Thus the comparison of the values of α and magnitudes of β derived when the aorta is normal as shown in FIG. 4 or temporarily occluded as shown in FIG. 5 demonstrate that the degree of ventricular afterload affecting a heart can be assessed from the values of α and magnitudes of β. It can be logically deduced that derivation of a value of α and a magnitude of β in a human patient can be of value in assessing the patient's current HF state. Moreover, it follows that repeated derivations and comparisons of values of α and magnitudes of β can be of value in assessing the progression over time of the HF state, hypertension, or other pathologies affecting or associated with ventricular afterload.

FIG. 6 is a graphical depiction of the determination of the indices α and β in steps S114 and S116 from the above-described pressure and time data points derived in steps S106-S110 at points “a”, “b” and “c” of a heart that is being paced in a VDD pacing mode having an AV delay set to 100 ms. In FIG. 6, the index α=0.76 and the index β=−550 mmHg/s, signifying that the ventricular afterload is relatively high and suggesting that the pacing mode or a pacing parameter, e.g., the AV delay, should be changed to reduce the ventricular afterload.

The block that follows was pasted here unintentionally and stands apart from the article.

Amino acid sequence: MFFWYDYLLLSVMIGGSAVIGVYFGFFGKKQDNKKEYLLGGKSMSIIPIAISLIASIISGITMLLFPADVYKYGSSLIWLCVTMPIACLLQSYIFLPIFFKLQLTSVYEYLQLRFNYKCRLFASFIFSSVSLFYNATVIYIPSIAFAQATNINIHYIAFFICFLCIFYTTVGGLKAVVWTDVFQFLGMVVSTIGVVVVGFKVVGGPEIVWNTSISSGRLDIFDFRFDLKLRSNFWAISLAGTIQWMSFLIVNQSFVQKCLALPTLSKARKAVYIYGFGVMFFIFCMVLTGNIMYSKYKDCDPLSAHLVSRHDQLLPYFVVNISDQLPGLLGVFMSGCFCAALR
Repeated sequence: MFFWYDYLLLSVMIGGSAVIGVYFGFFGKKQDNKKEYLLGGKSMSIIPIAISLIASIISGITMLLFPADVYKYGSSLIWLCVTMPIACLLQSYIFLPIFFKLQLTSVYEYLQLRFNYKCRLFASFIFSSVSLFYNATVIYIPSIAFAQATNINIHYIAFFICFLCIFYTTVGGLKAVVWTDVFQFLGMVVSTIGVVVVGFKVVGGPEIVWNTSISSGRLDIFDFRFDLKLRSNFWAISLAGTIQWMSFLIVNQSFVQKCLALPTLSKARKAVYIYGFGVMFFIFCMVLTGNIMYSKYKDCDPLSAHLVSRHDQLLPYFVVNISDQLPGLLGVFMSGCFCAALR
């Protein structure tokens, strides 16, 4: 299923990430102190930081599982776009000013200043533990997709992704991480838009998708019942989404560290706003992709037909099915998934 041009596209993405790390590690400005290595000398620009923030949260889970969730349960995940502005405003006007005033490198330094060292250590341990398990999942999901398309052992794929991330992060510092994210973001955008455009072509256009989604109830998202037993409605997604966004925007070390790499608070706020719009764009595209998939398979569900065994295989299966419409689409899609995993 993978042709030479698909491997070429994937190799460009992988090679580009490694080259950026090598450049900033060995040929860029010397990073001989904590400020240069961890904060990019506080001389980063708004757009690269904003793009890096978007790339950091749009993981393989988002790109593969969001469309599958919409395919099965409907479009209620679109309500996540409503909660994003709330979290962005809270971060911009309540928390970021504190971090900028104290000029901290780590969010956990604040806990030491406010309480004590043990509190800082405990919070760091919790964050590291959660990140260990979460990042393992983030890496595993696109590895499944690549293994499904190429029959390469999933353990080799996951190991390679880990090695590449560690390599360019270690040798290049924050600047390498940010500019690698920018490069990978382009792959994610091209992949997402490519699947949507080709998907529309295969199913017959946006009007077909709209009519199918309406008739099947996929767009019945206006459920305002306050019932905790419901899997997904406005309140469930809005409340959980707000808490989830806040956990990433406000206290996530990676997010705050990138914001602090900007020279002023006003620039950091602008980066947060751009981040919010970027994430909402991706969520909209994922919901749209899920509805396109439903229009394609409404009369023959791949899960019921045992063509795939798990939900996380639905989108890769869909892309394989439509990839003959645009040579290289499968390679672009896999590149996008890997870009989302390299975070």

FIG. 7 is a graphical depiction of the determination of the indices α and β in steps S114 and S116 from the above-described pressure and time data points derived in steps S106-S110 at points “a”, “b” and “c” of a heart that is being paced in a VVI pacing mode. In FIG. 7, the index α=0.36 and the index β=−211 mmHg/s, signifying that the ventricular afterload is relatively low. In FIG. 7 asynchronous VVI pacing of the right ventricular apex results in less efficient ventricular contraction, again leading to increased ventricular afterload.

The pacing mode experiments were conducted on dog hearts that did not necessarily require pacing and so the pacing escape intervals were selected to provide pacing to capture the heart at paced heart rates that exceeded the intrinsic heart rate. Nevertheless, the examples of FIGS. 6 and 7 suggest that the indices α and β are sensitive to pacing modes and pacing parameters. The examples of FIGS. 6 and 7 also suggest that the pacing mode that might be established for a patient's heart that is pacemaker dependent could negatively affect ventricular afterload. Therefore, the indices α and β could be used in a patient work-up to select the pacing mode and pacing parameters of the selected pacing mode for the patient that minimizes ventricular afterload. Moreover, it follows that repeated derivations and comparisons of values of α and magnitudes of β can be of value in assessing the effect of the pacing mode on the heart over time.